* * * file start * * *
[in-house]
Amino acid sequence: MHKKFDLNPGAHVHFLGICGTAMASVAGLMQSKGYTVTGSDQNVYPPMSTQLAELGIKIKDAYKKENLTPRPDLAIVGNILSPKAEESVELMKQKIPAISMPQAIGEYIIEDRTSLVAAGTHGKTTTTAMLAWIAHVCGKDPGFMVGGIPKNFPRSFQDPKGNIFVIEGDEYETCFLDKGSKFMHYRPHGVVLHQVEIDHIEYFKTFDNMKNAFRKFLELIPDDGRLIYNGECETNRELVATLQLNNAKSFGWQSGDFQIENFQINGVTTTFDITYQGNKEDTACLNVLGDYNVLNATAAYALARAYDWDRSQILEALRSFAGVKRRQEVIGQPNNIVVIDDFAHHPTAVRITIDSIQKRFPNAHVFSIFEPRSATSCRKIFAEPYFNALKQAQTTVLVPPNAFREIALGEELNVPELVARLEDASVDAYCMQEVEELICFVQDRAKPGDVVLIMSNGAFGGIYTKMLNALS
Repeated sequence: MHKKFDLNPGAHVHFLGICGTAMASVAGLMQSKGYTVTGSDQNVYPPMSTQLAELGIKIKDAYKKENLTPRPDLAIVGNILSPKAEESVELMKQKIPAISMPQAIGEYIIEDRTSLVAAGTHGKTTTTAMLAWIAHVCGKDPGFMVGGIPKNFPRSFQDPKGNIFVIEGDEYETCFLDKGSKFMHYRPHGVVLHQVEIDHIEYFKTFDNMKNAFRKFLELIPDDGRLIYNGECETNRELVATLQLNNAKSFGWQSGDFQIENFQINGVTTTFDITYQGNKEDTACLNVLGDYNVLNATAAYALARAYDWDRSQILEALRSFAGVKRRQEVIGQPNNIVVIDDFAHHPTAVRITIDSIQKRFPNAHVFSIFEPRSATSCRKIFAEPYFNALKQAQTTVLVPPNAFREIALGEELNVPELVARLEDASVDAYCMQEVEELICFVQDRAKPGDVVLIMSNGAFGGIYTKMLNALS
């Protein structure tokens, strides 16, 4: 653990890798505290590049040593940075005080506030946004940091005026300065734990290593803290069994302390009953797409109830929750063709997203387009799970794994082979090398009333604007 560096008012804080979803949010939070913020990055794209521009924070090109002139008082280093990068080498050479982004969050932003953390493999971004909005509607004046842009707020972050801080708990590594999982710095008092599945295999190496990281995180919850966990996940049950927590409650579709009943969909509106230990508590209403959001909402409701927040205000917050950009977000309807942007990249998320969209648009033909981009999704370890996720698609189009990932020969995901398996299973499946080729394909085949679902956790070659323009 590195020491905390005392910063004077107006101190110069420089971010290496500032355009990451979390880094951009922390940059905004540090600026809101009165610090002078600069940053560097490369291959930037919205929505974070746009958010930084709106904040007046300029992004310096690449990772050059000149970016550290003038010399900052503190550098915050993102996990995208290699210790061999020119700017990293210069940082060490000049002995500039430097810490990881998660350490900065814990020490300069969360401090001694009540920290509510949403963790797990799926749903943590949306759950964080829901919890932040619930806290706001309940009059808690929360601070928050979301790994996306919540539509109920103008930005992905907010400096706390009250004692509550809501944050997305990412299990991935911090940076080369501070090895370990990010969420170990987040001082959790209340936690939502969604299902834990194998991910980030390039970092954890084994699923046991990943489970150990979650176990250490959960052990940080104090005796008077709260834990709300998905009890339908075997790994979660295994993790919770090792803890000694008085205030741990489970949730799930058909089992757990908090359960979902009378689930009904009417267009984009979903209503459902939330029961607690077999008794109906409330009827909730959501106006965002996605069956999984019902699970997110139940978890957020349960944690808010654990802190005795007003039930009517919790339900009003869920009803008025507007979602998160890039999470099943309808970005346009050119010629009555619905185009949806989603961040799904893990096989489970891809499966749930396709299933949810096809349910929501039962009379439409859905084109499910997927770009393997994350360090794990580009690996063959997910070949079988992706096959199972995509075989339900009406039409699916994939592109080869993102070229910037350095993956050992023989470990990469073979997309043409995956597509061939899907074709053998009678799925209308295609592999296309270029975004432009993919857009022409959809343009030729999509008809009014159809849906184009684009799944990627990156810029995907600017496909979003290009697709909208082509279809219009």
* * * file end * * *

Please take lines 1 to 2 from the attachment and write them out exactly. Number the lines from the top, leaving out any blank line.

[in-house]
Amino acid sequence: MHKKFDLNPGAHVHFLGICGTAMASVAGLMQSKGYTVTGSDQNVYPPMSTQLAELGIKIKDAYKKENLTPRPDLAIVGNILSPKAEESVELMKQKIPAISMPQAIGEYIIEDRTSLVAAGTHGKTTTTAMLAWIAHVCGKDPGFMVGGIPKNFPRSFQDPKGNIFVIEGDEYETCFLDKGSKFMHYRPHGVVLHQVEIDHIEYFKTFDNMKNAFRKFLELIPDDGRLIYNGECETNRELVATLQLNNAKSFGWQSGDFQIENFQINGVTTTFDITYQGNKEDTACLNVLGDYNVLNATAAYALARAYDWDRSQILEALRSFAGVKRRQEVIGQPNNIVVIDDFAHHPTAVRITIDSIQKRFPNAHVFSIFEPRSATSCRKIFAEPYFNALKQAQTTVLVPPNAFREIALGEELNVPELVARLEDASVDAYCMQEVEELICFVQDRAKPGDVVLIMSNGAFGGIYTKMLNALS